E Government

WWW is 20 years old

… an event well worth noting!

But what comes next? Here’s Tim Berners-Lee at TED (earlier in 2009) on the semantic web. It’s what happens next, and we ain’t seen nothing yet.

The cultural shift in business, government and society will only accelerate as data becomes unadulterated:

Raw Data Now!

<Update, Jume 2009>

aha, Downing Street heard Sir Tim’s call, and he’s been asked by the UK Government to “help us drive the opening up of access to Government data in the web over the coming months.”

Good job: the UK’s eGovernement services are generally in good shape, and ready t be pushed into this next wave of development.

Governments, privacy & data

No, I don’t particularly trust government with my data – but then I fully expect all organisations to at some time abuse the trust I’ve placed in them.

There’s two types of problem here – errors (a polite way of saying ‘incompetence’, and ‘breaches of trust’ where data given in good faith is then used for a different purpose.  In so many ways the web makes these errors & breaches of trust transparent – I’m sure these things went on in the past, but folk just didn’t know about them.

The only answer is to take responsibility for your own privacy.

The long term solution would be to have an efficient personal recourse & compensation  system. At present there is no commonly agreed straightforward way to alert a company to loss or misuse of your data – and no sense of an appropriate value for compansation.

A friend who had £500+ stoln through a credit card fraud “fixed” the problem with one phone call to Lloyds TSB (well done them for dealing with it so quickly). But he’ll be without £500 for 10 days or so: what’s that worth?  And for all the background fraud protection that does go on in business, nobody seems to be asking why the data was in the wild in the first place.  In the particular case of financial data, chip & pin doesn’t seem to be the answer: fraud rose after its introduction.  If we customers can help by changing our behaviour, then being guided on what behaviour to change would be a good start.

The Government’s reward for finding lost families data is less than the commercial rate for name & address data; appended family & financial data would cost several times more than the reward offer for a single use of the data.

One can only wish the Data Privacy Consultation well; i’ll look into it to see if I can contribute, constructively. The folk I’ve met from the Information Commissioner’s office have always been just the kind of folk you’d want in charge of your data. I hope they can spread some of their good karma & thinking to other government departments & businesses.

eVoting: start again?

While needing to take time to absorb the full 68 page report, the Open Rights observation team’s findings of crashes, display errors and poor security aren’t encouraging. Perhaps the problem is that “E-voting is a ‘black box system’, where the mechanisms for recording and tabulating the vote are hidden from the voter. This makes public scrutiny impossible, and leaves statutory elections open to error and fraud.”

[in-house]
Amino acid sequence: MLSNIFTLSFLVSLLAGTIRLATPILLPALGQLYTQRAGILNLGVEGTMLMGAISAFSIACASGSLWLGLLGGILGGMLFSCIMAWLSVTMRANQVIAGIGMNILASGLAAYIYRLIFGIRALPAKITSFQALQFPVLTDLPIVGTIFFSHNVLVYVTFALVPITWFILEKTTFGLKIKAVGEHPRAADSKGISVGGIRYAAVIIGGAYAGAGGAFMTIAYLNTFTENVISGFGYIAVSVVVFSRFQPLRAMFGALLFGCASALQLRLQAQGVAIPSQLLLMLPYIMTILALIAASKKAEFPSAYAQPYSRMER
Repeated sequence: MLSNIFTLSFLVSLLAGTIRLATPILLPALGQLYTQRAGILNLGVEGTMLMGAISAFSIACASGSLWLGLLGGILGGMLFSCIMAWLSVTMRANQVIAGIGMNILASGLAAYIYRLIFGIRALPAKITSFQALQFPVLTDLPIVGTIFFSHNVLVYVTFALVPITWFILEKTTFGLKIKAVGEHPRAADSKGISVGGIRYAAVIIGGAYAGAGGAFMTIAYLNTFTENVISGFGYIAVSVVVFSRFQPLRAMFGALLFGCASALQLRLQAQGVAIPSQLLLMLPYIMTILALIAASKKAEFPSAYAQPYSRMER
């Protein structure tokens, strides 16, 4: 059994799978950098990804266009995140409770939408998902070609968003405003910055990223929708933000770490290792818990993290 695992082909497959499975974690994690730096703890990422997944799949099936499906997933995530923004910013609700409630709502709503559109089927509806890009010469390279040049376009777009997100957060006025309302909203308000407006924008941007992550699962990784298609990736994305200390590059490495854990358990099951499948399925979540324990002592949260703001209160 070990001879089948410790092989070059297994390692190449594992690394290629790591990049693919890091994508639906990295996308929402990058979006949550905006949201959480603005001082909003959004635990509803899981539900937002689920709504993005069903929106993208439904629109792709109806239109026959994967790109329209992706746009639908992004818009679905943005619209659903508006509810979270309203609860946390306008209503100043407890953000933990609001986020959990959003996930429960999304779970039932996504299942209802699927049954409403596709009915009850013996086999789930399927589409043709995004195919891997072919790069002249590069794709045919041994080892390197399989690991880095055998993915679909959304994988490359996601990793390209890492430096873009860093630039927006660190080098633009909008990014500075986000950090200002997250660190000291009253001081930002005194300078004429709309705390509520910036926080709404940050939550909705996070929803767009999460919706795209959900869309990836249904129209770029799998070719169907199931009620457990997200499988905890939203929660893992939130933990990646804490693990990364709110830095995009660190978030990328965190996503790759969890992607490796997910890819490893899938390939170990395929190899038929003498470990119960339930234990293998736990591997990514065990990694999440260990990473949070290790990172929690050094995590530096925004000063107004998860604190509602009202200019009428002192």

As a rule of thumb, open standards win out over closed systems: a ‘black box’ might look like the thing to invest in, but time & again an open, transparent approach wins out. While I’m no fan of the Government Gateway, it does work: millions submit tax returns and pay VAT through its login. It handles significant peaks in activity around tax deadlines.

And the eGU’s mission is:
“The e-Government Unit (eGU) is the largest unit in the Cabinet Office. We are responsible for

  • formulating information technology (IT) strategy and policy
  • developing common IT components for use across government
  • promoting best practice across government
  • delivering citizen-centred online services”

                                                                        my highlighting
Which begs the question, if it’s good enough to handle money, why would we need a different user identification system for voting?

eGov fumble No2

UK govt plans to hobble FoI, while hailing its success, because it costs too much to free some information.

The answer is not to count the administration cost more carefully, to see how many requests break the £600 allowable cost threshold: It’s to make information mre readily available without human intervention.
Some data is here:
http://www.dca.gov.uk/foi/reference/constitutionalAffairsCommittee.htm

Link: UK govt plans to hobble FoI, while hailing its success | The Register .

eGov fumble No1

UK.gov may allow data sharing on 40 million bank accounts…

The web thrives on transparency – but not this kind of transparency!
The problem with the DTI sharing data is that no permisssion has been given: by using older accounts DTI appear to be getting around this…. but, when the DPA was introduced, business had an 18 month period of grace during which they could seek permission from customers. After that they could not use the data.
Why would the rules be any different for government?

Link: UK.gov may allow data sharing on 40 million bank accounts | The Register .

Clark County Vote: why not?

The Guardian is asking readers to write to unregistered Clark County voters, advising them on how to vote.

It’s pulled a lot of 1776 responses on Perfect World – no surprise there. How would we Brits feel if well-intended French folk advised us how to vote?

Still (as a Scot) I do sometimes wonder how English folk feel about the Scots having their own parliament, providing a disproportionate number of Cabinet & gov party mp’s, (it’s a cultural thing!) and still voting on English issues in the British parliament.